Decision to Deny Pakistani Christians' Visit To Glasgow To Be Reviewed

Representatives from Glasgow Presbytery received a warm welcome when they visited a twinned congregation in Hyderabad. Pictured at front with hosts from Hyderabad are (from left): Rev Fiona Gardner, minister at Temple Anniesland Church; Bill Gray, Presbytery world mission convener; Rev Tom Pollock, Presbytery moderator 2015-16; and Very Rev Bill Hewitt, Presbytery clerk.Church of Scotland

Following accusations of bureaucracy, the Home Office has announced that it will review its decision to refuse visas for two Pakistani Christians wishing to make a short trip to the UK.

The visit of the two senior members of the Church of Pakistan was due to be funded by the Church of Scotland as part of a twinning project with the Presbytery of Glasgow.

Presbytery Clerk the Very Rev Bill Hewitt told Christian Today, "We are very pleased that the visas are being reviewed and are hoping it will be a successful outcome."

The move to review the decision to bar the Christians comes after the Church of Scotland criticised the Home office, arguing that red tape was affecting its efforts to develop links with other Christian communities internationally. Hewitt was one of a group of representatives from the Church's Glasgow Presbytery who visited a congregation in Hyderabad last year. They wanted to reciprocate the "tremendous hospitality" they received by inviting the two Christians to visit Glasgow this year.

Despite the fact the Church said that it would pay for the trip, both Christians had their applications refused because of their financial circumstances and were told, unless these circumstances changed, future applications were "likely to be refused... not subject to appeal."

"The visa refusal wasn't about Christianity," said Hewitt. "The grounds for refusal was that they didn't have enough money in their bank account. What we're concerned about is, as a country, are we only letting people in who have money? And what does that say about us?"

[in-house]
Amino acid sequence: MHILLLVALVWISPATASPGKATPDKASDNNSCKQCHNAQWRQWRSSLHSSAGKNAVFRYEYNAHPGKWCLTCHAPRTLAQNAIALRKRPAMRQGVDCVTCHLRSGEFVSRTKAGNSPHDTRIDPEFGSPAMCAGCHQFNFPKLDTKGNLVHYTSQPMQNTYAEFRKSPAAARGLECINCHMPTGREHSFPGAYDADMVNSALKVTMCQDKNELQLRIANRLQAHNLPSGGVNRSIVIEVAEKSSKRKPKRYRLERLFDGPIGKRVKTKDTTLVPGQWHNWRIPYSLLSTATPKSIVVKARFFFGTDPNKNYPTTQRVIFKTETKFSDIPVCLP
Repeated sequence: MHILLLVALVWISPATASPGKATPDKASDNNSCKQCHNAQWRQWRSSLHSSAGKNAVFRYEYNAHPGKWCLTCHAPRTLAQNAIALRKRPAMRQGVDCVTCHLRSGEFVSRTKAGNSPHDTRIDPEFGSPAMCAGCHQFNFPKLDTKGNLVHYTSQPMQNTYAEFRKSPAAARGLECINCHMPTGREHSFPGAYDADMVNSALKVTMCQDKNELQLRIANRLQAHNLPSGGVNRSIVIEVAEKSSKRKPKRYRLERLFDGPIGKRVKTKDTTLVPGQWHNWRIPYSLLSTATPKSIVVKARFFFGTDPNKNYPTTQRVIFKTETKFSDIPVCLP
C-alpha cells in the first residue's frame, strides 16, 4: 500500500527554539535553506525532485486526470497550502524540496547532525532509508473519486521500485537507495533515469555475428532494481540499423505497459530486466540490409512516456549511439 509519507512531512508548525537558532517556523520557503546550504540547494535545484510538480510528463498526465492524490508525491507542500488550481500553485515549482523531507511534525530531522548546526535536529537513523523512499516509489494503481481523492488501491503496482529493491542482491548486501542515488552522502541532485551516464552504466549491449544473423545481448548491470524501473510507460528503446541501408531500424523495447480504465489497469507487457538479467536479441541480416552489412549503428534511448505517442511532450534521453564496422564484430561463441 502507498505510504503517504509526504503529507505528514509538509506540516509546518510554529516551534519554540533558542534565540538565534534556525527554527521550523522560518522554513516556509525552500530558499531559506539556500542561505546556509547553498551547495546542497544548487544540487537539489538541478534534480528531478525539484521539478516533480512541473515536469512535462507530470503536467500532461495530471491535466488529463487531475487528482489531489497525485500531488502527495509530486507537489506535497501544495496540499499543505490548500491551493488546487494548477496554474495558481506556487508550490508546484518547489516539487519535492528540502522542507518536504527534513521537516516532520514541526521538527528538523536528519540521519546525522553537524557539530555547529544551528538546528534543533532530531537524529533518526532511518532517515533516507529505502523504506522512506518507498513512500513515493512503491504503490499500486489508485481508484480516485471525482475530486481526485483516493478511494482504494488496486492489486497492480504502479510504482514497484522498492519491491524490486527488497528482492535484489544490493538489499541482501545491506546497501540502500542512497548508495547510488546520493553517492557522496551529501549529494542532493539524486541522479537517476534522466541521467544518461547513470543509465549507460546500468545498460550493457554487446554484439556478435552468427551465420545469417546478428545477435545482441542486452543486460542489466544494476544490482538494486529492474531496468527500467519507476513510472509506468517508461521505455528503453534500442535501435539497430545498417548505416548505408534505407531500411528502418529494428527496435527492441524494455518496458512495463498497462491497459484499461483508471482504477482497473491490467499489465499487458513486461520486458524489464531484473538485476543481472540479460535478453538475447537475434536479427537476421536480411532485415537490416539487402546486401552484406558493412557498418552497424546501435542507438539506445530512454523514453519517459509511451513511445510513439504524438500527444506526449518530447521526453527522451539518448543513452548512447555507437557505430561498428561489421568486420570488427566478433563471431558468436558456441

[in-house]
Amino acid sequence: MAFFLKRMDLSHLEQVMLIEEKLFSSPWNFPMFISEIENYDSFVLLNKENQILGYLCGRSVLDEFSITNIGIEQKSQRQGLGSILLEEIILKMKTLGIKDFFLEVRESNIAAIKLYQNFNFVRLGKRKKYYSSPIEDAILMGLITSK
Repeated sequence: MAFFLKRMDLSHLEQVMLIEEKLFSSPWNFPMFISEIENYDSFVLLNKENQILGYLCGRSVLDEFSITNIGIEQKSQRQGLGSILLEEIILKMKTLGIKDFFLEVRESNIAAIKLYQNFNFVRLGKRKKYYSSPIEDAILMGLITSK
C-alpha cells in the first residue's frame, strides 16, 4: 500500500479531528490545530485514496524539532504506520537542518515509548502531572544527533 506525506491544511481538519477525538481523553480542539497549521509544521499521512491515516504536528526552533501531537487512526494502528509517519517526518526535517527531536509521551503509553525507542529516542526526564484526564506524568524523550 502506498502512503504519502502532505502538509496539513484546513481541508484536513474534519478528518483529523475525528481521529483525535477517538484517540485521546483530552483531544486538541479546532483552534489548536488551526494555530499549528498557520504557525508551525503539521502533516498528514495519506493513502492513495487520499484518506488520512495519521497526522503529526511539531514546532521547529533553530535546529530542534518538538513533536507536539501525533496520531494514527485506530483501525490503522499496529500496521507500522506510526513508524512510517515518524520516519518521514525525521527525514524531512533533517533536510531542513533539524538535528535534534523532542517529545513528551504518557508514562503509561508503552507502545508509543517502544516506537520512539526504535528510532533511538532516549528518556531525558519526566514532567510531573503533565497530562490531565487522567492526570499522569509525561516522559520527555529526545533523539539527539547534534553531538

Kristen Oswald, the SNP MP for East Renfrewshire, who raised the case with Theresa May, said that "the initial response of the Home Office was completely unacceptable, suggesting the visitors were not genuine." She, too, is pleased that Immigration Minister Robert Goodwill has agreed to review the refusal. "I welcome the Minister's new approach and tone – and hope that we can sort this out and resolve it.''

While the Pakistani Christians were "shocked and depressed" when they received the initial refusal, the Church of Scotland is not letting this set-back hinder their relationship with the Church in Hyderabad. The presbytery chose to partner with Pakistan as there was already a connection, with Glasgow having quite a large Pakistani community, comprising about 3 per cent of the city's population.

"It's about being the worldwide Church," says Hewitt. "Learning from them and supporting one another, particularly in prayer."

The Immigration Minister has written to Oswald saying that he has asked for both decisions "to be reviewed". This is a positive sign, suggesting that the visit, which has been rescheduled for a third time to February 2017, might finally be able to go ahead.